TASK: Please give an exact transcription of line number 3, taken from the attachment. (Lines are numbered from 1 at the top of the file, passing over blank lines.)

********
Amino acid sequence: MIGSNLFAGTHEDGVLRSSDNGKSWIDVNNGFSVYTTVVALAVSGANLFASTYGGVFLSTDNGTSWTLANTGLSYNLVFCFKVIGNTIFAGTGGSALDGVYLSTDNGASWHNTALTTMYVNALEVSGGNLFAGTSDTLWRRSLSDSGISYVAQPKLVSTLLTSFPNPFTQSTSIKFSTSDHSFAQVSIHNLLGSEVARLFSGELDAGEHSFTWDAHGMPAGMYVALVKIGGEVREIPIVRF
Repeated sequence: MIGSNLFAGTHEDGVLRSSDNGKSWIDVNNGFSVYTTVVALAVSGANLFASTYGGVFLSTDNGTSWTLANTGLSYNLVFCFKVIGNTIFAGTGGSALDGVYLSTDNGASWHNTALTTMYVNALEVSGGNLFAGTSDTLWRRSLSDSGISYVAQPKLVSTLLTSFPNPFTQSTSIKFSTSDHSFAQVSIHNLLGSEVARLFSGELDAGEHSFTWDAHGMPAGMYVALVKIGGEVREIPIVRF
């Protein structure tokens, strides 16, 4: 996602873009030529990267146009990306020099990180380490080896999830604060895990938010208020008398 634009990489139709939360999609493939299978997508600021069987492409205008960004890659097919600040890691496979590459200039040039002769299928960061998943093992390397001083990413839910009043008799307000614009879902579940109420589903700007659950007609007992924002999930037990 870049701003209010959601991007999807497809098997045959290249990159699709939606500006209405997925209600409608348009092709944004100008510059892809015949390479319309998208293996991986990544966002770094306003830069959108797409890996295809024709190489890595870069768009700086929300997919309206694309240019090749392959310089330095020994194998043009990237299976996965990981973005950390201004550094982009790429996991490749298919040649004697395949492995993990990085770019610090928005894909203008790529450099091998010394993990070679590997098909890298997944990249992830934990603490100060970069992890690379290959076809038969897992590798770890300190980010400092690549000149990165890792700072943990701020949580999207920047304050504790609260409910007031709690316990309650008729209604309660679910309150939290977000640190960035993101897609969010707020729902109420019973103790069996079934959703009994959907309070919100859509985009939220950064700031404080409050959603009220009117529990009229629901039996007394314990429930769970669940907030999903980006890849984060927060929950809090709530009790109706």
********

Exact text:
């Protein structure tokens, strides 16, 4: 996602873009030529990267146009990306020099990180380490080896999830604060895990938010208020008398 634009990489139709939360999609493939299978997508600021069987492409205008960004890659097919600040890691496979590459200039040039002769299928960061998943093992390397001083990413839910009043008799307000614009879902579940109420589903700007659950007609007992924002999930037990 870049701003209010959601991007999807497809098997045959290249990159699709939606500006209405997925209600409608348009092709944004100008510059892809015949390479319309998208293996991986990544966002770094306003830069959108797409890996295809024709190489890595870069768009700086929300997919309206694309240019090749392959310089330095020994194998043009990237299976996965990981973005950390201004550094982009790429996991490749298919040649004697395949492995993990990085770019610090928005894909203008790529450099091998010394993990070679590997098909890298997944990249992830934990603490100060970069992890690379290959076809038969897992590798770890300190980010400092690549000149990165890792700072943990701020949580999207920047304050504790609260409910007031709690316990309650008729209604309660679910309150939290977000640190960035993101897609969010707020729902109420019973103790069996079934959703009994959907309070919100859509985009939220950064700031404080409050959603009220009117529990009229629901039996007394314990429930769970669940907030999903980006890849984060927060929950809090709530009790109706």